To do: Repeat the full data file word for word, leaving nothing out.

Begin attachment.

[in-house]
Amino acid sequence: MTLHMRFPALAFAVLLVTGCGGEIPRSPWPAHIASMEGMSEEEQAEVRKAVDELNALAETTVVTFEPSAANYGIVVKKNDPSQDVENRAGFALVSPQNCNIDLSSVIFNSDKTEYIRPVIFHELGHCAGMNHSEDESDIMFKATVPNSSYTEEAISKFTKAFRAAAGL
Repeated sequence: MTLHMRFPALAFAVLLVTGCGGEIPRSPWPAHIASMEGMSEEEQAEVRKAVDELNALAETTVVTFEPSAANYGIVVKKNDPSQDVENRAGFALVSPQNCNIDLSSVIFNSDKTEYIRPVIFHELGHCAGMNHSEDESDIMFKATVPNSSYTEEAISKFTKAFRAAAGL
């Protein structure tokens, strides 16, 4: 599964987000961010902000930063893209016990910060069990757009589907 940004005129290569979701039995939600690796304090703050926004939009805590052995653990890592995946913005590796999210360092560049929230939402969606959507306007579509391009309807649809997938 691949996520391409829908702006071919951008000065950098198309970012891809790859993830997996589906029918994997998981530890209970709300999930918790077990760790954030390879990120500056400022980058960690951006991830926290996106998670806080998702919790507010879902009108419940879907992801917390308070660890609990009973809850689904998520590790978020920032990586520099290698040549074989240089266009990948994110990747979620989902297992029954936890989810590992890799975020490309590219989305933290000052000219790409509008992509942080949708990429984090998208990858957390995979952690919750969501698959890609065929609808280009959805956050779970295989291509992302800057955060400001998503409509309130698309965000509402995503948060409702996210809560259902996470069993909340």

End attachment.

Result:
[in-house]
Amino acid sequence: MTLHMRFPALAFAVLLVTGCGGEIPRSPWPAHIASMEGMSEEEQAEVRKAVDELNALAETTVVTFEPSAANYGIVVKKNDPSQDVENRAGFALVSPQNCNIDLSSVIFNSDKTEYIRPVIFHELGHCAGMNHSEDESDIMFKATVPNSSYTEEAISKFTKAFRAAAGL
Repeated sequence: MTLHMRFPALAFAVLLVTGCGGEIPRSPWPAHIASMEGMSEEEQAEVRKAVDELNALAETTVVTFEPSAANYGIVVKKNDPSQDVENRAGFALVSPQNCNIDLSSVIFNSDKTEYIRPVIFHELGHCAGMNHSEDESDIMFKATVPNSSYTEEAISKFTKAFRAAAGL
């Protein structure tokens, strides 16, 4: 599964987000961010902000930063893209016990910060069990757009589907 940004005129290569979701039995939600690796304090703050926004939009805590052995653990890592995946913005590796999210360092560049929230939402969606959507306007579509391009309807649809997938 691949996520391409829908702006071919951008000065950098198309970012891809790859993830997996589906029918994997998981530890209970709300999930918790077990760790954030390879990120500056400022980058960690951006991830926290996106998670806080998702919790507010879902009108419940879907992801917390308070660890609990009973809850689904998520590790978020920032990586520099290698040549074989240089266009990948994110990747979620989902297992029954936890989810590992890799975020490309590219989305933290000052000219790409509008992509942080949708990429984090998208990858957390995979952690919750969501698959890609065929609808280009959805956050779970295989291509992302800057955060400001998503409509309130698309965000509402995503948060409702996210809560259902996470069993909340």